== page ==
It has been estimated that out of 5000 to 10 000 experimental compounds studies, typically only one will gain Food and Drug Administration (FDA) approval; a process that lasts more than a decade and costs between 2-3 billion dollars [8]. A company would be hesitant to spend all these financial and labor resources on research and development to manufacture a drug only to see it chemically copied by shady companies in non-regulated nations. Furthermore, liability issues might also be involved if these for-profit companies are blamed for their medications (side or adverse effects) if not dosed in the appropriate fashion or indication. On the other hand, crucial medications might be held back from folks who cannot afford these high-cost medicines, which usually are not covered by medical insurance in the developing world. Thus, this ethical, legal, and financial quandary must take the GHP policy before formulating a final solution.


A major concern recently has been the emergence of viruses and other organisms, such as Ebola, which may initially emerge regionally but has the potential of exponentially expanding and becoming a pandemic. If countries are reluctant to have the WHO or the Centers for Disease Control (CDC) track these cases or point of origin in these countries, this could prevent a rational treatment and epidemiological study of these diseases. Thus, diplomatic channels may have to work overtime to encourage countries to change their worldview and recognize that specific decisions can have disastrous consequences. Furthermore, nations, which for religious, financial, or other nationalistic reasons, who withhold certain vaccinations from their citizens can put the whole world at risk due to the ease of transportation and travel in current times. An example of this would be the encouragement we receive by our health care providers to get the influenza vaccine because if enough folks get this vaccine, this “herd immunity” will also protect the immunocompromised and help prevent the spread of disease [9]. It is imperative that regions with known illnesses and spread of pathogens, due to insufficient medical protocols, be willing to engage and learn from more advanced countries with the reciprocity which would entail that their cooperation would help them receive treatments and vaccines at free or subsidized costs for their own citizens; an example of efficient global health policy.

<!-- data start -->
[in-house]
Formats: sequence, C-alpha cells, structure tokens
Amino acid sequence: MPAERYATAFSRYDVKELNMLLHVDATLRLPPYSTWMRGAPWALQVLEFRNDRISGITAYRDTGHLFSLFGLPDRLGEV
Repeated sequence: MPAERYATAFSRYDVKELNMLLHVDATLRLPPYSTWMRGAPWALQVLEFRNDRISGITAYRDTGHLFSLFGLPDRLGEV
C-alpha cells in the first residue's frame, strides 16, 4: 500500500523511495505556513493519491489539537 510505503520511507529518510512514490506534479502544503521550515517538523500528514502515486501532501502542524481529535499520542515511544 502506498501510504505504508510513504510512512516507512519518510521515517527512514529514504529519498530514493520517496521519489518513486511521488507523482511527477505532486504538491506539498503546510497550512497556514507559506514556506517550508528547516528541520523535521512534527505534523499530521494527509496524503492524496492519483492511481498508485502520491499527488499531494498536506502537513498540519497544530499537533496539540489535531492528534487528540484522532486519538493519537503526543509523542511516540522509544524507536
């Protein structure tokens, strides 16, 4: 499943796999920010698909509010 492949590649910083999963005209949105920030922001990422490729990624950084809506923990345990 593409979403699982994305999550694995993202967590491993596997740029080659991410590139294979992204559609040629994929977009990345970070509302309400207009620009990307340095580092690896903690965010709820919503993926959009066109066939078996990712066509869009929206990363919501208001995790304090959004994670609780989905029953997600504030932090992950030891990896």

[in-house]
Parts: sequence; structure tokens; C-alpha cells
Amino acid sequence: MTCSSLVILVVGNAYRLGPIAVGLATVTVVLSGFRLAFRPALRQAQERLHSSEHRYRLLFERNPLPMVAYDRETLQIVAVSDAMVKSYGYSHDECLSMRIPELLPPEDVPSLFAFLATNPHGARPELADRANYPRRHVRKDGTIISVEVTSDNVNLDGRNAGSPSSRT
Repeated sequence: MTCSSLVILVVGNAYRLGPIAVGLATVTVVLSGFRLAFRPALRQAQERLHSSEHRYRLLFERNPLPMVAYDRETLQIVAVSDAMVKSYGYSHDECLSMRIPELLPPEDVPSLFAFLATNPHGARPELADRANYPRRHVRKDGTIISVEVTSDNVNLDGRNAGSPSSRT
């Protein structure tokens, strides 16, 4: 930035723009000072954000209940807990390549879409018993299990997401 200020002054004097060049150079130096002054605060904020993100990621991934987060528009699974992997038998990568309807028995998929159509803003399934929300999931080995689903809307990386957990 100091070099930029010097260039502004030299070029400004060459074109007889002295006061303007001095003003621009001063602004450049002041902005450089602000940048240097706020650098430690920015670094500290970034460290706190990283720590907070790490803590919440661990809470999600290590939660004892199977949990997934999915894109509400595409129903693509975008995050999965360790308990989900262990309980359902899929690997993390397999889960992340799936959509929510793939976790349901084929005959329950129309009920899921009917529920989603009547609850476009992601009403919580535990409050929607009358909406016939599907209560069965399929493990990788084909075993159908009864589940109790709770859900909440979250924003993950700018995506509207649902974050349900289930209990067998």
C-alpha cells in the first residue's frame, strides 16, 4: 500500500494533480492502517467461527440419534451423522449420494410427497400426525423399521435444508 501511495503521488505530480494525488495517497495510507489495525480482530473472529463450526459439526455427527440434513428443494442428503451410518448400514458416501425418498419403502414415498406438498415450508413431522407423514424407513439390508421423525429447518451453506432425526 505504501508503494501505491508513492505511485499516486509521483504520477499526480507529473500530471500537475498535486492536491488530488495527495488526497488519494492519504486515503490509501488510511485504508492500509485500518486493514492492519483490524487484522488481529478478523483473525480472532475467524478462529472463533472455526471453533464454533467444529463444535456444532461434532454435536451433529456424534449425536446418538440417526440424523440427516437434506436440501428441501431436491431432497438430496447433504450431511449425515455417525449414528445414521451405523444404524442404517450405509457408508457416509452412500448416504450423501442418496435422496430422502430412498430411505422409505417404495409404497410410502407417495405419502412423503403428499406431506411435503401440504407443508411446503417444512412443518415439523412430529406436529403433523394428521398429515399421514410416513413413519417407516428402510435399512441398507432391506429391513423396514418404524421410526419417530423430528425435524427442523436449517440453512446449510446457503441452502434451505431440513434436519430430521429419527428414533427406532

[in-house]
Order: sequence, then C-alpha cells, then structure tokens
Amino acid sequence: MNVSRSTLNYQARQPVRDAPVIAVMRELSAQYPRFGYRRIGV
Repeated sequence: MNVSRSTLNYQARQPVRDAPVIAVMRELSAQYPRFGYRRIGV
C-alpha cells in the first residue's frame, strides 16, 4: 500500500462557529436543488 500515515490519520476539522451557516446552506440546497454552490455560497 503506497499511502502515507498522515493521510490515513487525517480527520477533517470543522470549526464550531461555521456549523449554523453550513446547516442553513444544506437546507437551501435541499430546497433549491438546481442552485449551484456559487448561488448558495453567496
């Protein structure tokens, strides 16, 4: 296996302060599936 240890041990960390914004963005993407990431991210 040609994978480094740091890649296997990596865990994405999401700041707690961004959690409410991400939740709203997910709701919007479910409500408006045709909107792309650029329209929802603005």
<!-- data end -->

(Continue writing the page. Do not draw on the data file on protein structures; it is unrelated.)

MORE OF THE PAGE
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The world is in an unprecedented time during the COVID-19 pandemic with rates of illness and deaths climbing each day. Currently, there have been close to 8.5 million cases of COVID illness in the World with over 450 000 deaths [10]. This virus has caused an emotional, psychological, economic, sociological, and political challenge that the world has never faced before. It has given rise to “global health nationalism” aka “vaccine nationalism” [11], a phenomenon whereby countries place priorities to ensure that their citizens have access to vaccines, ventilators, medications to combat the COVID-19 virus prior to sharing it with the rest of the world. This nationalistic attitude when taken in isolation has led to political conflicts around the world spilling into trade wars and other rhetoric spewed by national leaders. Political leaders of countries are forced to explain to their citizens that valuable personal protective equipment (PPE’s) and other relevant resources are being withheld by their nations in case of a virus calamity affecting their country. This has led to charges of hoarding by nations where the virus has run rampant in the population leading to increased mortality and morbidity. In effect, countries are being prosecuted in the worldwide social media as monopolists who are not really part of the world community due to their nationalistic health care bent. The World Health Organization (WHO) has been shunned by a specific country due to a perception that China was being favored in terms of COVID preparation and lack of blame for not having enough safeguards to prevent COVID-19 spread. There still is a lack of fundamental global policy on the best mechanism for countries to share resources and move forward in a matter of benefitting all. Added to address “see the rise of ‘global health nationalism’ over who would get the ventilators, drugs, or vaccines first.”